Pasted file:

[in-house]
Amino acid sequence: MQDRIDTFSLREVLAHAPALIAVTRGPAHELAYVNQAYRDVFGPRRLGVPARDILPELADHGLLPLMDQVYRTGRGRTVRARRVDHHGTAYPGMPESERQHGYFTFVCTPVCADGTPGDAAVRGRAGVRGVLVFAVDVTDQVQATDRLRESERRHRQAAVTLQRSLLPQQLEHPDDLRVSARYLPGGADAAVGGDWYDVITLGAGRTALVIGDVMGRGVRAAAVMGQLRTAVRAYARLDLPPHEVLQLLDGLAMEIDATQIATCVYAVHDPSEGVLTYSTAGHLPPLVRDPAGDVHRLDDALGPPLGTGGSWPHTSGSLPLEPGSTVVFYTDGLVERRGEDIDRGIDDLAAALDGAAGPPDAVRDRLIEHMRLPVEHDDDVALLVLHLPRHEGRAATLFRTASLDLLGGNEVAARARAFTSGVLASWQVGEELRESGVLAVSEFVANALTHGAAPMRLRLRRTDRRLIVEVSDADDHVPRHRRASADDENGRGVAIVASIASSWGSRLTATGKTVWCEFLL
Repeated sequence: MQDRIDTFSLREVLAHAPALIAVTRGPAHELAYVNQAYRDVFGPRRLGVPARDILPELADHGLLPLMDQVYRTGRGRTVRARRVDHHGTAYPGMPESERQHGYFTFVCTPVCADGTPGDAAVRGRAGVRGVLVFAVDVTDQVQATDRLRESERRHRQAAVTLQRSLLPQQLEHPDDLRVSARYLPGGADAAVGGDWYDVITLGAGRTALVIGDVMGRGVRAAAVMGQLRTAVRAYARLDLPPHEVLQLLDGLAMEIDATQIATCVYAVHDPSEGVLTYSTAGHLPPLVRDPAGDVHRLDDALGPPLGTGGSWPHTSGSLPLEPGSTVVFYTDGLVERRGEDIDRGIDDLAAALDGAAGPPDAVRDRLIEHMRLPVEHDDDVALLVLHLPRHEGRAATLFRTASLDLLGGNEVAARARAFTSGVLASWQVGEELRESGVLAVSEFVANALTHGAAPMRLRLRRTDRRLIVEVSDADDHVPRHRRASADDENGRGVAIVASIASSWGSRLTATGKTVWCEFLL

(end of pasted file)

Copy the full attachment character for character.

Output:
[in-house]
Amino acid sequence: MQDRIDTFSLREVLAHAPALIAVTRGPAHELAYVNQAYRDVFGPRRLGVPARDILPELADHGLLPLMDQVYRTGRGRTVRARRVDHHGTAYPGMPESERQHGYFTFVCTPVCADGTPGDAAVRGRAGVRGVLVFAVDVTDQVQATDRLRESERRHRQAAVTLQRSLLPQQLEHPDDLRVSARYLPGGADAAVGGDWYDVITLGAGRTALVIGDVMGRGVRAAAVMGQLRTAVRAYARLDLPPHEVLQLLDGLAMEIDATQIATCVYAVHDPSEGVLTYSTAGHLPPLVRDPAGDVHRLDDALGPPLGTGGSWPHTSGSLPLEPGSTVVFYTDGLVERRGEDIDRGIDDLAAALDGAAGPPDAVRDRLIEHMRLPVEHDDDVALLVLHLPRHEGRAATLFRTASLDLLGGNEVAARARAFTSGVLASWQVGEELRESGVLAVSEFVANALTHGAAPMRLRLRRTDRRLIVEVSDADDHVPRHRRASADDENGRGVAIVASIASSWGSRLTATGKTVWCEFLL
Repeated sequence: MQDRIDTFSLREVLAHAPALIAVTRGPAHELAYVNQAYRDVFGPRRLGVPARDILPELADHGLLPLMDQVYRTGRGRTVRARRVDHHGTAYPGMPESERQHGYFTFVCTPVCADGTPGDAAVRGRAGVRGVLVFAVDVTDQVQATDRLRESERRHRQAAVTLQRSLLPQQLEHPDDLRVSARYLPGGADAAVGGDWYDVITLGAGRTALVIGDVMGRGVRAAAVMGQLRTAVRAYARLDLPPHEVLQLLDGLAMEIDATQIATCVYAVHDPSEGVLTYSTAGHLPPLVRDPAGDVHRLDDALGPPLGTGGSWPHTSGSLPLEPGSTVVFYTDGLVERRGEDIDRGIDDLAAALDGAAGPPDAVRDRLIEHMRLPVEHDDDVALLVLHLPRHEGRAATLFRTASLDLLGGNEVAARARAFTSGVLASWQVGEELRESGVLAVSEFVANALTHGAAPMRLRLRRTDRRLIVEVSDADDHVPRHRRASADDENGRGVAIVASIASSWGSRLTATGKTVWCEFLL